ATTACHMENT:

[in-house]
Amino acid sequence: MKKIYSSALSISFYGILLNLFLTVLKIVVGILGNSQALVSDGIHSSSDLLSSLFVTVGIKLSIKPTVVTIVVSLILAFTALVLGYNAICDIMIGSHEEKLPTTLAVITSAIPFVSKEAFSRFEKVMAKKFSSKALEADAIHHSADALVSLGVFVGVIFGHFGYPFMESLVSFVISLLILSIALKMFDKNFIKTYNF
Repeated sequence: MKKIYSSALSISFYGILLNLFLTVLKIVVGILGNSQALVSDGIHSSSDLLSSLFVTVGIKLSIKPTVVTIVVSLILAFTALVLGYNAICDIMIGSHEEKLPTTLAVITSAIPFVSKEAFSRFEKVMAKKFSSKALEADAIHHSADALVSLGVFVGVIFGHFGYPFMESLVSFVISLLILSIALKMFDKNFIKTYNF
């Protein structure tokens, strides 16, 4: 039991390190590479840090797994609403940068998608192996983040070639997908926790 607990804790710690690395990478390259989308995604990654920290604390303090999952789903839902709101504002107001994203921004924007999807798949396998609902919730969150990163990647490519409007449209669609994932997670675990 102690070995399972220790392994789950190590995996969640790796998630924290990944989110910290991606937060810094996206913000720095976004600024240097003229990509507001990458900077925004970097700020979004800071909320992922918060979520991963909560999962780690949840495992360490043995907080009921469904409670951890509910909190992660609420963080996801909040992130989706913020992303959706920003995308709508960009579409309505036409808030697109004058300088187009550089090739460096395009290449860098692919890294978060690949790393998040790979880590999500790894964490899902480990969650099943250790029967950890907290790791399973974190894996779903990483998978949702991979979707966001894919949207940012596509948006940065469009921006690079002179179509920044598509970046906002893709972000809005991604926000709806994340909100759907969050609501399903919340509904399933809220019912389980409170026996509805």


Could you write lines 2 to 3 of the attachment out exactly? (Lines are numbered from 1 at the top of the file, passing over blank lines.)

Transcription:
Amino acid sequence: MKKIYSSALSISFYGILLNLFLTVLKIVVGILGNSQALVSDGIHSSSDLLSSLFVTVGIKLSIKPTVVTIVVSLILAFTALVLGYNAICDIMIGSHEEKLPTTLAVITSAIPFVSKEAFSRFEKVMAKKFSSKALEADAIHHSADALVSLGVFVGVIFGHFGYPFMESLVSFVISLLILSIALKMFDKNFIKTYNF
Repeated sequence: MKKIYSSALSISFYGILLNLFLTVLKIVVGILGNSQALVSDGIHSSSDLLSSLFVTVGIKLSIKPTVVTIVVSLILAFTALVLGYNAICDIMIGSHEEKLPTTLAVITSAIPFVSKEAFSRFEKVMAKKFSSKALEADAIHHSADALVSLGVFVGVIFGHFGYPFMESLVSFVISLLILSIALKMFDKNFIKTYNF